Wednesday, 14 August 2013

my conversion story: how & when i became a 'gardener'

My earliest gardening memory is sitting under the veranda making my very first (and last) mud pie, while my parents resentfully weeded the backyard. In true show-and-tell style, I held the pie to my mother’s eye line to present my feat. She was not impressed. In fact, she was horrified. I was cleaned up and put inside, safe away from the evils of insects, weeds and dirt. My second gardening memory was being stung by a bee. My third, a bird ‘went potty’ on my forehead. 

A consequent fear of ick, pain and general yuck-ness led to a fear of home gardening and a Vitamin D deficiency. While I liked the idea of the great outdoors, I feared the mud and ‘hurties’ a garden could bring. 

When we introduced ourselves to our neighbours after buying our home (five years ago) they kindly but firmly informed us that the previous owners were passionate and capable gardeners. They were always pottering about (pun intended) in the front garden, ensuring the entire street benefited from their ace pruning skills. Subtle.

Despite the subliminal messaging, for the first two years of home ownership we neglected our garden. In an act of pure defiance, we watched the front lawn die and the hedges grow to touch the roads edge. My partner dabbled in veggies and we planted (without success) a couple of new shrubs on our dusty plain. Our garden and our neighbours waited. 

Then, the unexpected happened. It sprouted from an interest in sustainable living. The symptoms were obvious: We began scouring gardening books and watching gardening shows on the telly. We subscribed to the Gardening Australia Magazine. We talked constantly about our gardening plans, much to the delight of our parents and the eye-rolling of our peers. 

Finally it happened. We gardened. To my surprise, after one decent afternoon effort I was hooked. Since then we’ve bought, filled and eaten from three raised vegetable beds, planted four new fruit trees, started a succulent garden, nurtured a few wilting indoor plants back to health and even have a couple of chickens. We’re nowhere near finished, but our garden is better reflecting our style and we’re enjoying spending time together outside.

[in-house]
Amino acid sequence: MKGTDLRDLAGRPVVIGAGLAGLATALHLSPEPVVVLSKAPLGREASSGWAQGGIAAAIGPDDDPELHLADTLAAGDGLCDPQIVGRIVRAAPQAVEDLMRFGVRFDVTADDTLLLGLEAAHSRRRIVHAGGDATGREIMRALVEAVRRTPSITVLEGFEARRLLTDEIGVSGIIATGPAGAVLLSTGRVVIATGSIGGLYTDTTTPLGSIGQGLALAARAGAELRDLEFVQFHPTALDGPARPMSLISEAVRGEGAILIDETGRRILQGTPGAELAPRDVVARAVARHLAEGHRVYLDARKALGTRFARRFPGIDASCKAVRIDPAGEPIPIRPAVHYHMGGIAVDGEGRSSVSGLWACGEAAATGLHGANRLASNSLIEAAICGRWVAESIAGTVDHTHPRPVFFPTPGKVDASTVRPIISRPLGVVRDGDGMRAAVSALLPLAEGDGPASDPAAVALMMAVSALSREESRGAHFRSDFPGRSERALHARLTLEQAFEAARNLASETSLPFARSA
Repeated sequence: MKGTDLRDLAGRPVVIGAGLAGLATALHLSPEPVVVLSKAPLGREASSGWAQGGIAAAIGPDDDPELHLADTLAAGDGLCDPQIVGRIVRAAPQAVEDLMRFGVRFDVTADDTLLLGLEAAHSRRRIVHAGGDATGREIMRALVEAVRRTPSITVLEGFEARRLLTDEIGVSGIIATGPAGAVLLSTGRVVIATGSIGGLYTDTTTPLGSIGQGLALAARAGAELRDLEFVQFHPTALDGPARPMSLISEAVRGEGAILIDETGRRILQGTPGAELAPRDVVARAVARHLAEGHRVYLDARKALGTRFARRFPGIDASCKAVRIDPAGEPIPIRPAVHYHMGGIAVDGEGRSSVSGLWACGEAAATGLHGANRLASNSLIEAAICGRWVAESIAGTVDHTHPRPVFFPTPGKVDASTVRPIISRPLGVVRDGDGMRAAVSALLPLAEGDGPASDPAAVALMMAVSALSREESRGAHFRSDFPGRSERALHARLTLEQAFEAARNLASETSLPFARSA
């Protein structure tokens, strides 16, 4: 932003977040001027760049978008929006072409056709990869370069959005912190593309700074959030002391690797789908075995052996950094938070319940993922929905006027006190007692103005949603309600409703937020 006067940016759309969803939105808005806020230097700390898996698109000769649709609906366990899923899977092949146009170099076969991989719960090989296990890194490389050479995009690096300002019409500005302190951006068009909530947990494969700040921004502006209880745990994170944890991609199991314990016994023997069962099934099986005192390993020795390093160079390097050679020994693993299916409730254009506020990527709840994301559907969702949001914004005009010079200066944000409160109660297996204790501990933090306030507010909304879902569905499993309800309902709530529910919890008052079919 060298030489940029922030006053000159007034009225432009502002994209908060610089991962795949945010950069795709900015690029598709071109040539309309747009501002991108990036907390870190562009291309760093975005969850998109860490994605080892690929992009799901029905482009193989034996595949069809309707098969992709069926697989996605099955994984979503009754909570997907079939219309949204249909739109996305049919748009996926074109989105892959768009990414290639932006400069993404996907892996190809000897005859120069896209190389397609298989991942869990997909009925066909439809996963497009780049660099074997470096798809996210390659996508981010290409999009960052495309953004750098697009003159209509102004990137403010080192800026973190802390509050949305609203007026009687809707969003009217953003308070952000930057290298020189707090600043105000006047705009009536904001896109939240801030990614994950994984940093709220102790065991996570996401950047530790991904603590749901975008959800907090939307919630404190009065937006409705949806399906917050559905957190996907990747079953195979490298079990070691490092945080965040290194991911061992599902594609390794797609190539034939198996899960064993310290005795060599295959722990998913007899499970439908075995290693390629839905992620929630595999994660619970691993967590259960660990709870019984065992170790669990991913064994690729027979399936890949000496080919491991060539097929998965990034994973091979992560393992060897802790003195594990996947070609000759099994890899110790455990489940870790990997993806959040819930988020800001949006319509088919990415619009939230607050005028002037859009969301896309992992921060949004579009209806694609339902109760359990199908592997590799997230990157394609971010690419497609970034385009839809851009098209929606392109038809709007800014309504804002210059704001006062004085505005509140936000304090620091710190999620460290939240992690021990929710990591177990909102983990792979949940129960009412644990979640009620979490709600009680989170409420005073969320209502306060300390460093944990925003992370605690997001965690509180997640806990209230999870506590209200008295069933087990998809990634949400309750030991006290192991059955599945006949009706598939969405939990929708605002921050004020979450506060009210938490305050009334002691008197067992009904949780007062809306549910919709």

It hasn’t all been easy. In the last week I have given myself more splinters than could be counted on both hands. I have three large bruises on my left foot alone. I may be the only person to ever kill a succulent. But, I’m becoming used to the feel of grit in my shoes, dirt under my fingernails and the satisfied aching of a body that has spent the day working hard. 

More than the change in the garden has been the change in me. Working my land (however suburban) has become a source of peace. And while I’m enjoying watching our garden change, it’s this peace that has been the greatest reward. 

If there was one piece of advice I could give my fellow novice gardeners, it would be there’s no harm in trying. While you’ll mourn the loss of those who didn’t survive (in my case this includes a neglected thyme and displaced pomegranate), the rewards are well worth it. Two decades on from 'the mud pie incident', I’m thinking it might be time to make another.

What's your gardening conversion story? 

PS You'll be happy to know my parents are now also happy gardeners, after moving home and owning a more manageable garden, which is also more to their tastes. My dear mum was surprised to find that, when not faced with an overwhelmingly large garden for her resources, she did, in fact, enjoy (even... LOVE) gardening! They now have a lovely Australian cottage garden in the front yard, and some stunning (both in sight and scent) vines in the backyard. They're a great example of finding the right garden to meet their needs. 

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